The Day the Earth Stood Still

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IMAX Has Never Been Less Impressive

Starring: Keanu Reeves, Jennifer Connelly

By Robert Patrick

Director Scott Derrickson’s The Day the Earth Stood Still, a remake of the supposed 1950s sci-fi classic, is conceptually boiling over with thoughts and ideas. Originally conceived as a way for screenwriter Edmund H. North to wax philosophical about the hyper-violent nature of human beings, The Day the Earth Stood Still became canonized as a science fiction landmark. Today, with the social climate still floundering, Derrickson and company decided that the message – one of peace and understanding – would be best conveyed by Keanu Reeves and his incomprehensible verbal prowess.

For those of you who’re unfamiliar with the fifty year-old plotline, the movie begins when a craft, in the form of a noxious orb, lands in Manhattan. The government, in a bid to assemble the best scientists available, recruit a college professor named Helen Bensen (Jennifer Connelly) to examine the unworldly sphere – by this movie’s logic, we’re to believe that she is the most qualified to handle this volatile situation.

Once Bensen begins examining the object, a colossal robot emerges from the gaseous ship, inferring to the human race that aliens are an aesthetically disappointing species. In fact, I think that everyone is so angry after the robot gingerly walks out of the orb, that a skittish soldier accidentally discharges his weapon on a separate being that appears from beyond the spectral craft.

After the wounded figure is taken into custody, it begins to molt it’s shell of placenta, only to reveal none other than Keanu Reeves – how very anticlimactic to the people of earth. Once the being gains consciousness, it explains that his name is Klaatu. Using his negligible amount of enthusiasm, Reeves explains that he must address the people of earth about an impending attack on their planet. In great dramatic fashion, no one on earth will grant him his wish, so we’re stuck watching Reeves’ vapid persona for ninety more minutes.

Jennifer Connelly’s character, who assists Klaatu with his journey, manages to somehow mirror Reeves’ insipid mannerisms to a rueful degree. Generally a fine actress, Connelly sleepwalks through The Day the Earth Stood Still, doing little more than wearily plodding about during her screen time.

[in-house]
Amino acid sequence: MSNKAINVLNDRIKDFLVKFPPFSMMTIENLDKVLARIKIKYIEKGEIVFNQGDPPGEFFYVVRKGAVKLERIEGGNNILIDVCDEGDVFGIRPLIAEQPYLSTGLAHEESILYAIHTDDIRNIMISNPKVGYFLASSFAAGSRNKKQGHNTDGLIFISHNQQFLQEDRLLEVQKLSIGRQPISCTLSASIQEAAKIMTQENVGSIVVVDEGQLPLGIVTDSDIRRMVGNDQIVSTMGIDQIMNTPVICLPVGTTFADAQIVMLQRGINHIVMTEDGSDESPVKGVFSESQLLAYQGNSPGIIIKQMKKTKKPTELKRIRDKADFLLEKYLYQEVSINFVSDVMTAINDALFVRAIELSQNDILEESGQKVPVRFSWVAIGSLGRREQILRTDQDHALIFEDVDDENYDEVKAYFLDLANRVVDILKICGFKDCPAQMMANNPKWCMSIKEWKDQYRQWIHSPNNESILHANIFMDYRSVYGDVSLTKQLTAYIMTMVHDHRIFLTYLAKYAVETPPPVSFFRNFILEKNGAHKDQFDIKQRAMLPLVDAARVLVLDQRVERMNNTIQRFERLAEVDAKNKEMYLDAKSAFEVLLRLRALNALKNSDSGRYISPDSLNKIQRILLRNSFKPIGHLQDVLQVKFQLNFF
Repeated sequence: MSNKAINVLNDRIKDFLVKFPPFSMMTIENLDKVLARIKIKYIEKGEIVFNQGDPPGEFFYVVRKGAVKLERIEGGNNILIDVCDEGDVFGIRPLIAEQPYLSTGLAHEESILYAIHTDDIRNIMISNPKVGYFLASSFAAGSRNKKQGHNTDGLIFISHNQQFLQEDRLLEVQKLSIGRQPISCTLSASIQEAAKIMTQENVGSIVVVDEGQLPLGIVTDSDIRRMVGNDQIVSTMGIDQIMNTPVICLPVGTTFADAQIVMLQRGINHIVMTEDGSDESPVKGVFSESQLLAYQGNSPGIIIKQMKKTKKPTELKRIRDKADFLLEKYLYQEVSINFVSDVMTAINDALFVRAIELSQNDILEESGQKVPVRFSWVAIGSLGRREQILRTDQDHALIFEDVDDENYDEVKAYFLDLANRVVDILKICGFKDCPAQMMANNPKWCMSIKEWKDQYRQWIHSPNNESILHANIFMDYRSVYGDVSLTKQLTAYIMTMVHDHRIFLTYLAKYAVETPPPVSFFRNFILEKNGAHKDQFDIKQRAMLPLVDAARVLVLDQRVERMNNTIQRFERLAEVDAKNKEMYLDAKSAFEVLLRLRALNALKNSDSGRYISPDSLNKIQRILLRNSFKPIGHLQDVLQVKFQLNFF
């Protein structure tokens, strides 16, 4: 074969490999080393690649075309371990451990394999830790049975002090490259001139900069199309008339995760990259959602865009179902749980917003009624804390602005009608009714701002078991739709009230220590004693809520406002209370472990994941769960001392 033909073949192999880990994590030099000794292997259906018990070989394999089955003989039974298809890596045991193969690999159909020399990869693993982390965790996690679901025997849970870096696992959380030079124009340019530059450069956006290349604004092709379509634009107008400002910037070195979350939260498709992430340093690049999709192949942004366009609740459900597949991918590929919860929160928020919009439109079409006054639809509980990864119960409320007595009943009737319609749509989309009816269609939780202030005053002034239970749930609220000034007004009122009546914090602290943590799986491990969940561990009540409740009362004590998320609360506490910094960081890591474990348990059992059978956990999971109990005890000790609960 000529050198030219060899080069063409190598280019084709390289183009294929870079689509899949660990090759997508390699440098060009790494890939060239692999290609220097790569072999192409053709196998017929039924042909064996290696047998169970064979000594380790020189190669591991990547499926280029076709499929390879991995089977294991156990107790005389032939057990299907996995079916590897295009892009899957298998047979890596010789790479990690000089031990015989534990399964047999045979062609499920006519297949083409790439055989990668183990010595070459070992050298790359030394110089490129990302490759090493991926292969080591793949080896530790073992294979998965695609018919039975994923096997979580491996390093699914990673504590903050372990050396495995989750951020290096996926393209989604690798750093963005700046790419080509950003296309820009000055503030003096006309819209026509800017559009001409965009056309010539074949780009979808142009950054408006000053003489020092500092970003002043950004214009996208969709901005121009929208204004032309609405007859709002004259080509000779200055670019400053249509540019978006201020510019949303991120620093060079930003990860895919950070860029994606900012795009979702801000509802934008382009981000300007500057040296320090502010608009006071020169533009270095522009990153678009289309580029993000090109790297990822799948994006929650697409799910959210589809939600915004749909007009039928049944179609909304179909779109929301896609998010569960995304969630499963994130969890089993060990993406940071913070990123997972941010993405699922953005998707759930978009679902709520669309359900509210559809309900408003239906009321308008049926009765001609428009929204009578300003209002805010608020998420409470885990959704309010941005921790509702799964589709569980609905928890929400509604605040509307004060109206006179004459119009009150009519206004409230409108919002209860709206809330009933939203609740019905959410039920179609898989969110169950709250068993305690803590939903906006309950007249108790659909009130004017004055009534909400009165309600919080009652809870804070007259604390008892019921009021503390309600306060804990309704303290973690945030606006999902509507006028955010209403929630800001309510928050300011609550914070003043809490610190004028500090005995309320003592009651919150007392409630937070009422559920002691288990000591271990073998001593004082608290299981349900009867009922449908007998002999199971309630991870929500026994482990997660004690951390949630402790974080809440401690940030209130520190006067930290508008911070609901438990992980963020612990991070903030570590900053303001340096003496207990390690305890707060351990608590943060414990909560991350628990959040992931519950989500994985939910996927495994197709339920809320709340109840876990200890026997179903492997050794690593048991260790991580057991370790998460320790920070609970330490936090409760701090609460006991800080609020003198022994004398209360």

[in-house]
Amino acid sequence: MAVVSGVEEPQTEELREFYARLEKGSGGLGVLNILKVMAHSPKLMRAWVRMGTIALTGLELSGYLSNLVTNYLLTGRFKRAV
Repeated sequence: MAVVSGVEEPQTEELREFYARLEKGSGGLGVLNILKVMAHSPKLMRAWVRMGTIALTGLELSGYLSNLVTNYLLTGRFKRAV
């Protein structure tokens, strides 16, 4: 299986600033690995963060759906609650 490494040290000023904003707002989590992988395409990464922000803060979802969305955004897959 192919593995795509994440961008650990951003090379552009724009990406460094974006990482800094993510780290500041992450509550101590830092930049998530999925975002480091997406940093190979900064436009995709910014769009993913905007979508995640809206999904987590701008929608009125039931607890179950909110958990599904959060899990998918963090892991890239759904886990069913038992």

There are flaws in this movie – some of them having to do with continuity – that are beyond distracting. A fellow colleague reminded me that, in one scene of the movie, Klaatu is eating a sandwich. In the next scene, for one miraculous reason or another, the sandwich has regenerated itself to its former state. Obviously, at this point, I’m assuming director Scott Derrickson was less than focused on the details of this film.

After watching The Day the Earth Stood Still – and believe me, leaving the theatre was a cathartic experience – I realized a few things. First, I realized that Reeves, who is listless as always, relies on the action around him as a means of performing. The man simply stands there and waits for a crescendo of explosions to move along the plot, leaving little purpose for him to expatiate his feelings. Secondly, I realized that McDonalds, if accurately portrayed, will be the perfect location for a plot twist if you ask either Scott Derrickson or the fast food chain’s marketing agency.

All in all, The Day the Earth Stood Still, despite its purposed allegories for world peace, plays like a movie without a thought in its head. Too bad, because 20th Century Fox is actually screening this movie in space – talk about the most precipitous decision possible. I guess the economic recession didn’t dampen the spirits of the studio. If there is alien life, I only hope that they don’t watch this movie – what a slap in the face of intelligent minds everywhere.

2/5

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Author: Rob Patrick

A member of the San Diego Film Critics Society, Rob created Cinema Spartan after he stepped down as the editor of a weekly. He has written for The East County Californian, The Alpine Sun, The East County Herald, The San Diego Entertainer, and the San Diego Reader. He has also introduced films with the Pacific Arts Movement. He co-owns two dire wolves, Buckley and Ruffin. At any given time, he can tell you superfluous hockey statistics. He is the chancellor of Tapatio, an advocate of iced tea, and an owner of at least 70 pairs of Vans.

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